After a loading dose of remimazolam besylate, mean arterial pressure dropped from 97.3 ± 15.0 mmHg to 90.0 ± 17.3 mmHg (P < 0.05), and there was a moderate decrease during the infusion [Figure 1B]. Heart rate did not change significantly between before and after a loading dose (88.7 ± 20.1 mmHg vs. 87.3 ± 19.6 mmHg, respectively, P = 0.295), as well as over the study period [Figure 1C].
AEs were identified in 13 patients [Supplementary Table 4, https://links.lww.com/CM9/B104]. The most frequent AEs were hypotension and tachycardia, which were experienced by nine and six patients, respectively. One patient developed hypotension at the loading dose of remimazolam besylate and no intervention was required, the other eight needed vasopressors and/or intravenous fluids. No deaths, serious AEs, or treatment discontinuations were identified.
As far as we know, this is the first dose-finding study of remimazolam besylate in mechanically ventilated ICU patients. Our results suggest that continuous infusion of remimazolam besylate between 0.125 and 0.15 mg·kg−1·h−1 provides a light to moderate level of sedation in mechanically ventilated patients after noncardiac surgeries, with a rapid onset and favorable safety profile and hemodynamic stability.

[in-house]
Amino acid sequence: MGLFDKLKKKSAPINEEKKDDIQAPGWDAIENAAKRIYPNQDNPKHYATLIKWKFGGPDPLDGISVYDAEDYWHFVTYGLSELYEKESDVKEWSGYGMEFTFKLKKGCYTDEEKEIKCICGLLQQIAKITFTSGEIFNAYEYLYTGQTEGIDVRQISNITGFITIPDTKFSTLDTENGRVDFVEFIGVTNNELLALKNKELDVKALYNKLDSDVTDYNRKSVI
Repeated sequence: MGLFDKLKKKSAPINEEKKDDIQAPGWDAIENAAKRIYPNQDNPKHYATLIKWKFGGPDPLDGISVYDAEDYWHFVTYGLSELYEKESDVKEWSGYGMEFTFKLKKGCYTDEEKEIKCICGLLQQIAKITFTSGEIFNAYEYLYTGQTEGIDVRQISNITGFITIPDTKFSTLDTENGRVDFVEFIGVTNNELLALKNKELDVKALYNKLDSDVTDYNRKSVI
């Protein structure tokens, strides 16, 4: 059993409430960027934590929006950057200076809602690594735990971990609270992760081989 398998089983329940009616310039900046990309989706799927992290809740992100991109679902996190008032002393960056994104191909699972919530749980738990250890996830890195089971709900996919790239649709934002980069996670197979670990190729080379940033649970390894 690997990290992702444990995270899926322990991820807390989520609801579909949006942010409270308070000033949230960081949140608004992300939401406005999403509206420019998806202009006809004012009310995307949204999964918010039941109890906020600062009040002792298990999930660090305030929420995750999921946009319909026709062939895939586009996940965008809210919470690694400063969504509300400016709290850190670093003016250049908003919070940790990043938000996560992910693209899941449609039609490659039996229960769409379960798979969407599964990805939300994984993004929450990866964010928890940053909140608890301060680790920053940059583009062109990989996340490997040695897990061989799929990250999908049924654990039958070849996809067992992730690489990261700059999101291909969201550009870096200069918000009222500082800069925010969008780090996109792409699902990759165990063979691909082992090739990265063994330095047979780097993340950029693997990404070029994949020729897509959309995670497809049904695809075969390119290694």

This study has several limitations. First, since patients of cardiac surgeries were not included in our study, the generality to these patients should be cautious. Second, the sample size was small. However, for a phase I dose-finding study, it is acceptable.[1,5] Third, comparison to other sedatives and a longer time sedation were not conducted. Both were the goals of our study in the next step, which was already registered at ClinicalTrials.gov (registration number NCT04790734).
In conclusion, continuous infusion of remimazolam besylate between 0.125 and 0.150 mg·kg−1·h−1 provides a light to moderate level of sedation in mechanically ventilated ICU patients after noncardiac surgeries. Remimazolam appeared to be an effective and safe agent for short-term postoperative sedation in ICUs. Further studies are needed to compare remimazolam with traditional sedation agents to evaluate its efficacy and safety for long-term sedation in ICU patients.
Conflicts of interest